Saturday, September 3, 2011
Images from PUNKT 2011 - Second day
It was a long Friday at PUNKT, with seminars, concerts and live remixes.
The first seminar of the day was with Fiona Talkington talking to "turntable artist" Philip Jeck. A fascinating and talkative artist! He was not particularly interested in claiming that one genre was better than the other. "There are bad people in all genres". He also advised the students at the university to take any opportunity offered. "Don´t be cynical about anything! That´s my motto!".
A pretty nervous Evan Parker entered the stage, admitting that he did not feel comfortable speaking in these academic settings. What he did do, was to use his nervousness to illustrate some of the nature of improvisation, when he lost track of his own manuscript. His talk was on composition and/or improvisation, and the correct title in the program should have been "Semantic confusions and their consequences in the discourse on improvisation", not "confusion". Glad to help you all there.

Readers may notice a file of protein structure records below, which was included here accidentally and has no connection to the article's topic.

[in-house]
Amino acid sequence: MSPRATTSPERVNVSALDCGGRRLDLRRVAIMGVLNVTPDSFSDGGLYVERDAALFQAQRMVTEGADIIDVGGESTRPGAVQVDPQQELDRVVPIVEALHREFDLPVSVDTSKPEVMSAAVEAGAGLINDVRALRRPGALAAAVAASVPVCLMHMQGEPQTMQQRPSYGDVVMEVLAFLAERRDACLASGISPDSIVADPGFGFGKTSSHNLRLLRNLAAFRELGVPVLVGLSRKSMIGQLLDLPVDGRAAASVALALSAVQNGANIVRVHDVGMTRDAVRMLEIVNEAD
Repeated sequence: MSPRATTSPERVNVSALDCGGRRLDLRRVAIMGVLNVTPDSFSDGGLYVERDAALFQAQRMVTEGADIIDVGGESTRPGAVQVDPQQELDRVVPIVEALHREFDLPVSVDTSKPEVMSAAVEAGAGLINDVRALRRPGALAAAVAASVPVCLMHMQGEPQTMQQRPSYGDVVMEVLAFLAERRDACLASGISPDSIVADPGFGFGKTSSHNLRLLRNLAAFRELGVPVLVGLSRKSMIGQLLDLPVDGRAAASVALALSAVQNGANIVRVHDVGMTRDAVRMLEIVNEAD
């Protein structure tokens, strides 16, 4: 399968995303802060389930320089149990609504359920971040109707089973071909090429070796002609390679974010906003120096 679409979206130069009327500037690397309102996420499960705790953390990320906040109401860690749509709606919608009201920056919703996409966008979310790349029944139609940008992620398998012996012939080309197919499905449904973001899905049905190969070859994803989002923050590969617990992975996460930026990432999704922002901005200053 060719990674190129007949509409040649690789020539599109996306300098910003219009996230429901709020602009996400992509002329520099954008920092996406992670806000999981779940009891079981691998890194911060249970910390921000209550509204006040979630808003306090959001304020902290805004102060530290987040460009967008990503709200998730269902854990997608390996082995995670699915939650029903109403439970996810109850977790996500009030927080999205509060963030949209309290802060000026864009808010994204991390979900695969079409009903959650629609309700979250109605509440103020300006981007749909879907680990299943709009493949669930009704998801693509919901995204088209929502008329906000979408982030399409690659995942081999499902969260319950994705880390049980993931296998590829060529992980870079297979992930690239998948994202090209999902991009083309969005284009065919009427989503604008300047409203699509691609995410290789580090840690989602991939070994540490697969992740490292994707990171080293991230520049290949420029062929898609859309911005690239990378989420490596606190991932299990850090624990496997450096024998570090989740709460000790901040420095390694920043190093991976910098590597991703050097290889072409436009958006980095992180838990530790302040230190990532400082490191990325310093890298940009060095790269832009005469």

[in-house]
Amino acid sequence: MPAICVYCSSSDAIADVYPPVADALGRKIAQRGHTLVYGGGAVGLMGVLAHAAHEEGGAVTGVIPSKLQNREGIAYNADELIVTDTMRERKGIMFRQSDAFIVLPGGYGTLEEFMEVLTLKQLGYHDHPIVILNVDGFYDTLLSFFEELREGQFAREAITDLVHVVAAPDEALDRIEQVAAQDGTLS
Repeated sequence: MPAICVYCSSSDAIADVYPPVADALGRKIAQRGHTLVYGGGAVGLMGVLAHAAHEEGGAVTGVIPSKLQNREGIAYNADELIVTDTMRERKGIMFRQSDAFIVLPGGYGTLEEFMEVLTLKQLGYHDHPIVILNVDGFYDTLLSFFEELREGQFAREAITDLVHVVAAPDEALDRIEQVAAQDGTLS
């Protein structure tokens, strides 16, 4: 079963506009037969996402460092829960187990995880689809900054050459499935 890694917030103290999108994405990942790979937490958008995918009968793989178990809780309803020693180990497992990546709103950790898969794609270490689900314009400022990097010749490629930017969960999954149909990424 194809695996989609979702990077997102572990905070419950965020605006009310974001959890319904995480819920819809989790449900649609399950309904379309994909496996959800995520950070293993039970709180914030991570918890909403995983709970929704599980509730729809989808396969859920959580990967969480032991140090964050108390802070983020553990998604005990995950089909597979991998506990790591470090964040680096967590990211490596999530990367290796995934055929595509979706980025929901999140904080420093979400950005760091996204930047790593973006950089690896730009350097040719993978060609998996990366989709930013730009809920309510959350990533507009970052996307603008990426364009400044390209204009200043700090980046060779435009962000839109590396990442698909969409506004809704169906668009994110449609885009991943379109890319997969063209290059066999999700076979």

And thanks to Evan Parker I may even manage to sneak in a Wyatt - Benge link, since he told us that Alfreda Benge introduced him to John Stevens, while she was working at Ronnie Scott´s when she was studying.
On the main stage at the Agder Teater we were in for a slow and meditative evening, with quiet improv (Koboku Senju, JohnTilbury/Evan Parker/John Russell/Okkyung Lee), music composed by Dai Fujikura and a live performance of David Sylvian and Holger Czukay´s "Plight and Premonition", with Sylvian, Erik Honoré, Jan Bang, John Tilbury, Philip Jeck, Arve Henriksen and Eivind Aarset on stage. Beautiful music all the way, with fantastic sound and lights as added value (photo of Tilbury/Parker/Russell/Lee). I must admit I would have enjoyed some kick of energy in there for a change, but as Han Bennink says when he goes off rock drumming at jazz festivals: "Sorry, wrong festival!"
Jan Bang, Erik Honoré and Sidsel Endresen remixed Dai Fujikura´s music from the first concert of the evening. Very nice, and not too long either. Quite a lot of artists here do not seem to agree that it is smart to leave the audience wanting more.
Since we were told that some of the audience were quite distracted by amateur photographers at the festival, let me just put it straight, that my photos were taken in a very discrete manner, from the side of the hall or well hidden among the professionals. And hey, no shutter sounds from me!
No members of the audience were hurt to make this blog post.